Mainstream-channeled scientists have said – in as many words – that cryptids need to be proven before they invest any time. Unfortunately, our society entrusts them with that. And scoffing by scientists stymies open-minded inquiry.

    Not somethng that makes me optimistic about any significant strides in areas where we truly need scientific assistance, let alone this one.

    When science scoffs, it cripples progress. That’s the lesson here.

    And for anyone who says well, what’s your proof?

    I hand you your question as Exhibit A.

  6. Redrose999 responds:

    Very interesting story DWA, thank you for sharing. I will say, the photo you’ve posted is very interesting, I know the face is missing, but the bow line does look rather thick for a human skull. I’ve worked with a few skulls for art, and in my days in human anatomy in college. Not enough exposure to be an expert, or even a dabbler, but enough to understand the basic form artistically. I can’t say it is not human, but it looks odd enough to warrant study. Pity it is missing.

    Wish there was a way to prompt UCLA to look and locate the original specimen.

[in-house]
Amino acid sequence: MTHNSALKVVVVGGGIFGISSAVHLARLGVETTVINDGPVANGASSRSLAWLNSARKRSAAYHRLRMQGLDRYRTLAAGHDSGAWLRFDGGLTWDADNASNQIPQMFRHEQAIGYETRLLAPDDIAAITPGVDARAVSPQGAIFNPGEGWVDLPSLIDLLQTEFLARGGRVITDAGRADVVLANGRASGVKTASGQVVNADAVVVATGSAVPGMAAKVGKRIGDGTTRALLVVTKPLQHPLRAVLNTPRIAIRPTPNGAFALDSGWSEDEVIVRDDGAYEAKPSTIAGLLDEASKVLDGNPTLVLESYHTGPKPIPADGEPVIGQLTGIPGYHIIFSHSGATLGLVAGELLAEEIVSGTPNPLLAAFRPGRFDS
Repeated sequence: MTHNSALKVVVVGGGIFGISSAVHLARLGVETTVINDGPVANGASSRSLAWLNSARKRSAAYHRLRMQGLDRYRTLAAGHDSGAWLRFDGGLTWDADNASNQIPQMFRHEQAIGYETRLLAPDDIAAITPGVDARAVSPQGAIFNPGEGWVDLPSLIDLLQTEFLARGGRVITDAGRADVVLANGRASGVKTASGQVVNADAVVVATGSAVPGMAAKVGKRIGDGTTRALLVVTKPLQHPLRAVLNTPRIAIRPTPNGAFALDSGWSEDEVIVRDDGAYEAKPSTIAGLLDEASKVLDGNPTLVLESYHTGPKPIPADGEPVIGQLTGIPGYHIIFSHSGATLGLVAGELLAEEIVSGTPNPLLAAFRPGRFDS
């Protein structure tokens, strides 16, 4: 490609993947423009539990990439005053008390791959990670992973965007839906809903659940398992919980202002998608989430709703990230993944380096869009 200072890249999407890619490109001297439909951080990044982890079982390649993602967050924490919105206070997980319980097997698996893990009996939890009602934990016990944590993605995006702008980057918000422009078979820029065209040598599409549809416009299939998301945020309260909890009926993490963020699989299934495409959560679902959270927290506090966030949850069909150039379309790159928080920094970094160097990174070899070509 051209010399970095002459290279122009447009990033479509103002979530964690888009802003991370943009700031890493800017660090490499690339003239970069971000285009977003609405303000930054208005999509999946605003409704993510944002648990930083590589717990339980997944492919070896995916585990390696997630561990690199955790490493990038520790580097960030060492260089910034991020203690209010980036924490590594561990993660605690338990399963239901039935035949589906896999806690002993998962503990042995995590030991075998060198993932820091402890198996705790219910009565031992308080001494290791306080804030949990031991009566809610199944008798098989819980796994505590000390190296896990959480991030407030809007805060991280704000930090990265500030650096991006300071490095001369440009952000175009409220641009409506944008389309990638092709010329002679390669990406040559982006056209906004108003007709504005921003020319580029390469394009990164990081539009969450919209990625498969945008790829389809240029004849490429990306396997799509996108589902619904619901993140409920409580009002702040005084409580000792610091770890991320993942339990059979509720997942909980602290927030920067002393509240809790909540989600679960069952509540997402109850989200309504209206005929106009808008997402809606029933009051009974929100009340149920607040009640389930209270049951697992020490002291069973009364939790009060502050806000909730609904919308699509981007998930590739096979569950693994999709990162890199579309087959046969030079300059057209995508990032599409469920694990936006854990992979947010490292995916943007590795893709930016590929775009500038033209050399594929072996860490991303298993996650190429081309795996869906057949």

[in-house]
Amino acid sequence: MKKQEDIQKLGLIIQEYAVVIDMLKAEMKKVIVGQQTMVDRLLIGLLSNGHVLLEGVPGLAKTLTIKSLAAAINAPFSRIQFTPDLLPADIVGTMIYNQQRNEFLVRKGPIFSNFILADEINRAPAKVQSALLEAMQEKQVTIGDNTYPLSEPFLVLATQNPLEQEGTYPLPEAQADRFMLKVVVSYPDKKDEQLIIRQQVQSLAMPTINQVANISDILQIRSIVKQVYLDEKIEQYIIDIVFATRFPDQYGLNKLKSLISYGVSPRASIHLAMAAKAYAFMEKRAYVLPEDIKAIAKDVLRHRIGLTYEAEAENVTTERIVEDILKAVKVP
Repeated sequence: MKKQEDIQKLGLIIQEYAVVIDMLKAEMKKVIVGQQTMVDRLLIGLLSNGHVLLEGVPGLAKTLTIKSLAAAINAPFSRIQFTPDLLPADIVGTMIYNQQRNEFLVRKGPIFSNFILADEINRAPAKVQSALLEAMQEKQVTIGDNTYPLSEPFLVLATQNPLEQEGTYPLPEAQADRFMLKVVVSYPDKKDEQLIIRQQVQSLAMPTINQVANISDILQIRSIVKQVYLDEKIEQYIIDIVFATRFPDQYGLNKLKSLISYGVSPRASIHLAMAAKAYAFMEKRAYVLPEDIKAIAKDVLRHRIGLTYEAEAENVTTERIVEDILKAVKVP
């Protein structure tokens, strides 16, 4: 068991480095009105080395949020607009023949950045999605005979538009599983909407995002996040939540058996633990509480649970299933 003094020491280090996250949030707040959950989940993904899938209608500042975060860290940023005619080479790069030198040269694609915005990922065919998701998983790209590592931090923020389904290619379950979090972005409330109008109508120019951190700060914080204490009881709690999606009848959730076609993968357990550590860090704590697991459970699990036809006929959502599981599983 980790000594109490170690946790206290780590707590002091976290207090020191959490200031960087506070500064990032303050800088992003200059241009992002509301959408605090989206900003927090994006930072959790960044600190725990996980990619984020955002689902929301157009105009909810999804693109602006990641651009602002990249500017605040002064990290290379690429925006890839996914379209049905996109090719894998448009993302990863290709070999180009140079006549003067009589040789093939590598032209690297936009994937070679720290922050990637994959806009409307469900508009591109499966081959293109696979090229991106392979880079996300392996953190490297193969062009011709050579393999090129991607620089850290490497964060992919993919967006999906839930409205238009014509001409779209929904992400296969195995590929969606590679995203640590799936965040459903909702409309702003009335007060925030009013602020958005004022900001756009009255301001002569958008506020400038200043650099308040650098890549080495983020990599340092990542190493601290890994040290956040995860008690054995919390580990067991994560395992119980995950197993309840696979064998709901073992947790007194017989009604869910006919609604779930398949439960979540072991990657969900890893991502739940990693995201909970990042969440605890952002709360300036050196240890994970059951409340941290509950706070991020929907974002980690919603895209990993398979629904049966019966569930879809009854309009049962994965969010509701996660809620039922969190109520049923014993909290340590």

7. AreWeThereYeti responds:

    Barring a most-unlikely “rediscovery,” Dr. Denton’s story appears impossible to verify at this point.

    However, it does give one pause when considering the implications: the type-specimen for Bigfoot may be gathering dust; misidentified or simply waiting to be looked-at, in some unopened or unmarked storage box in the basement of any one of the museums or universities across North America. It could also be lying in the back of an old garage, moldering-away in a barn, residing as a “curiosity” in someone’s hunting camp or propping-open the door of a prospector’s shack…!

    The truth is no one knows what’s out there. Until people take the time to look, and mainstream science takes-off its blinders and acknowledges the possibility that the status quo may not be the final word on what is “known,” the odds of proving the existence of Sasquatch are that much poorer.

  8. DWA responds:

    Actually, Redrose999, that’s not the Minaret; that’s a Homo heidelbergensis calvarium. Loren put it up there for illustrative purposes.

    One thing I can give that: the brow ridge kinda says “not Homo sapiens.”

  9. paul_r responds:

    @redrose999

    “Homo heidelbergensis calvarium used for illustrative purposes only”

    The actual sample was lost per story.

  10. Hapa responds:

    I definitely think this could have been a sasquatch skull, but there is something that bothers me: